Allen R. Schindler Jr., 22, of Chicago Heights, Ill., was serving as a radioman on the amphibious assault ship “U.S.S. Belleau Wood,” in the Navy in Okinawa, Japan. He was brutally murdered on October 27, 1992 by two shipmates in a toilet in a park in Sasebo, one being Airman Apprentice Terry M. Helvey, 21. Helvey beat and stomped Schindler to death because Schindler was gay. Helvey’s attack was so vicious that he destroyed every organ in Schindler’s body. Schindler was so badly beaten that he could hardly be identified afterward. Schindler’s mother, Dorothy Hajdys-Holman, could only identify her son by the remains of a tattoo on his arm. The medical examiner compared Schindler’s injuries to those sustained by victims of fatal airplane crashes.
Victims like Danny Overstreet.
Overstreet also had a sexual orientation that cost him his life.
He was gay.
For that, an angry stranger sentenced him to death.
A burst of gunfire at a dimly lit Salem Avenue bar struck seven people.
Overstreet, closest to the gunman, took a bullet in his chest. The 43-year-old crumpled to the floor of the Backstreet Cafe.
Victims like Kevin Aviance, who was gay bashed in New York last year, and had to be hospitalized because of his injuries.
According to a felony complaint filed by prosecutors, the men followed Aviance, called him derogatory names and threw two garbage bags and a paint can at the singer before surrounding and attacking him.
Four young men suspected of beating a recording artist while yelling anti-gay slurs were arraigned on assault charges, but did not enter a plea.
They are accused of chasing and jumping Kevin Aviance, 38, at about 1:30 a.m. Saturday in the city’s East Village.
…Len Evans, Aviance‘s publicist, said the singer could hear passers-by yelling at the attackers to stop.
Aviance suffered a broken jaw, bruised knee and other injuries, the complaint said.
James Maestas, 21, and his partner Joshua Stockham 24, of Albuquerque had just finished lunch with several female friends at a Santa Fe restaurant and had gone outside for a smoke when five men drove into the parking lot. The men attempted to talk up the girls and at some point got into an argument with Maestas and Stockham.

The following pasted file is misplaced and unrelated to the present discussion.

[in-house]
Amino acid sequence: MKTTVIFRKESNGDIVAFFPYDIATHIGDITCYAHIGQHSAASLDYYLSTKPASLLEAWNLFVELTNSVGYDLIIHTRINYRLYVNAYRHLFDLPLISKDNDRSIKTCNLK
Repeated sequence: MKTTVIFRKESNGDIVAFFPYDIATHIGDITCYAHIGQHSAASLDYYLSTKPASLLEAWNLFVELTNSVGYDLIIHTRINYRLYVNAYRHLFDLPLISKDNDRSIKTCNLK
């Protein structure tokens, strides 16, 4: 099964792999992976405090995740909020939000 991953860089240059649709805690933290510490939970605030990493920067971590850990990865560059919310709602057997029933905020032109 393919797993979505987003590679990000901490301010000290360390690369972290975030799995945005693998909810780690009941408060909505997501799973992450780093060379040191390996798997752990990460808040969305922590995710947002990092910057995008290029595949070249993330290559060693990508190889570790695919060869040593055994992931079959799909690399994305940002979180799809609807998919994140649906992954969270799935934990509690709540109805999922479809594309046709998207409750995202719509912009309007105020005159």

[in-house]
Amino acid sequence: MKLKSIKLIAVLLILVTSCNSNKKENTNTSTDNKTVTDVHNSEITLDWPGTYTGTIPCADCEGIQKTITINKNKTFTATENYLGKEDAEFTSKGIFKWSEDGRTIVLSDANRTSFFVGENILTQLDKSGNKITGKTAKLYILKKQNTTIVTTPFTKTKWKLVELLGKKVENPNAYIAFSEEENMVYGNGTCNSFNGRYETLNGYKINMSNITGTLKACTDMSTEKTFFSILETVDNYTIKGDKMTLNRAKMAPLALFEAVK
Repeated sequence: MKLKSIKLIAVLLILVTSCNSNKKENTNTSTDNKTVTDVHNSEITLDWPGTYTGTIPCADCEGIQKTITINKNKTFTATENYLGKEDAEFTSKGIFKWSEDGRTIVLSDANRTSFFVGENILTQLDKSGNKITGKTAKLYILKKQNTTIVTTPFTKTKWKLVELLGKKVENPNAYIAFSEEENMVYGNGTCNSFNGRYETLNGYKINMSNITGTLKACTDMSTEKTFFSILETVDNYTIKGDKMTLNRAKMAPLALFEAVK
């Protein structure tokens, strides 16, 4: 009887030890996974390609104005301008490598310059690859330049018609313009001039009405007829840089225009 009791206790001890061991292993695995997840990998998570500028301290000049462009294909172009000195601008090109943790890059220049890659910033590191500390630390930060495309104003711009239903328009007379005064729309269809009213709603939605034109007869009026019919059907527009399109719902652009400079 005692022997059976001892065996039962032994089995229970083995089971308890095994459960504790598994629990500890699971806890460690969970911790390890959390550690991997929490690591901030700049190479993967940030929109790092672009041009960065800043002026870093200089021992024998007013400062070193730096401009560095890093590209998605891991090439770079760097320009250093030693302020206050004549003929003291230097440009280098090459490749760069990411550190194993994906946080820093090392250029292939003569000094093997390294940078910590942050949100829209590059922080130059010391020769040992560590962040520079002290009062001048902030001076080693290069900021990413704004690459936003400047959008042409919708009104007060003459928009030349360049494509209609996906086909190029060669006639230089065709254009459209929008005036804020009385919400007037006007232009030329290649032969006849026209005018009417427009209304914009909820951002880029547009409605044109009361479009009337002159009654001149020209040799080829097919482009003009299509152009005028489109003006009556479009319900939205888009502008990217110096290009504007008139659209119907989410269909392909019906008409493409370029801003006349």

A police statement says that the argument escalated with one of the men calling Maestas and Stockham “faggots” and trying to provoke a fight.
Stockham, Maestas and the females got into a car and began driving away. The men then began throwing rocks at the car according to the statement said.
It didn’t end there. Maestas was severely beaten and left in a coma.
Maestas apparently was kicked so hard the food in his stomach came up his throat and went into his lungs, Rosen said. Stomach acid badly burned his lungs, she said, and he is breathing with the help of a respirator.
He has been running a fever and must be monitored closely, because the risk of infection is high, Rosen said.
Maestas’ face and mouth are bruised and swollen, she said. “They haven’t even been able to see if he has all his lower teeth because his lower lip is so mangled.”
While a brain scan didn’t reveal any damage, she said, it’s too early to tell for sure. Maestas has not regained consciousness, and doctors are keeping him sedated, she said.
Doctors don’t know whether he will suffer permanent damage from the attack if he pulls through, Rosen said.
Maestas pulled through, but two of his attackers only got 90 days because the judge didn’t want to “ruin” them.
State District Judge Michael Vigil declined Friday to send the two men most culpable in the beating of two gay men last year to the state penitentiary.
“You both would be ruined if I sent you to prison,” Vigil told Isaia Medina, 20, and Gabriel Maturin, 21. “I would be throwing you away. I don’t want to do that.”
Instead, Vigil sentenced Medina and Maturin to 90 days in the Santa Fe County jail, followed by a year of house arrest during which they will have to spend weekends in jail. After that, each man will spend five years on probation and have to perform 500 hours of community service, which will include completing a curriculum on tolerance, talking to high school and college students about tolerance and working with the group, Parents and Friends of Lesbians and Gays.
Some victims are nameless and faceless, except to those who know and love them.
The woman said she and the gay man left the party and had walked halfway down the driveway before the others caught them, knocked them to the ground and took them to an adjoining yard that contained “several large barking dogs,” the warrant says. Smith told them they should get ready to be thrown to the dogs, but instead he and others took them to the camper parked in the mobile home?s front yard, the warrant states.
While some of the partygoers tied up the gay man with rope and began hitting him, “Uriah told them that this was a kidnapping and they were not going to die yet,” according to the warrant. A female from the party lifted the woman’s head and kicked her in the face, the warrant says. The woman said she felt her nose break, the warrant says.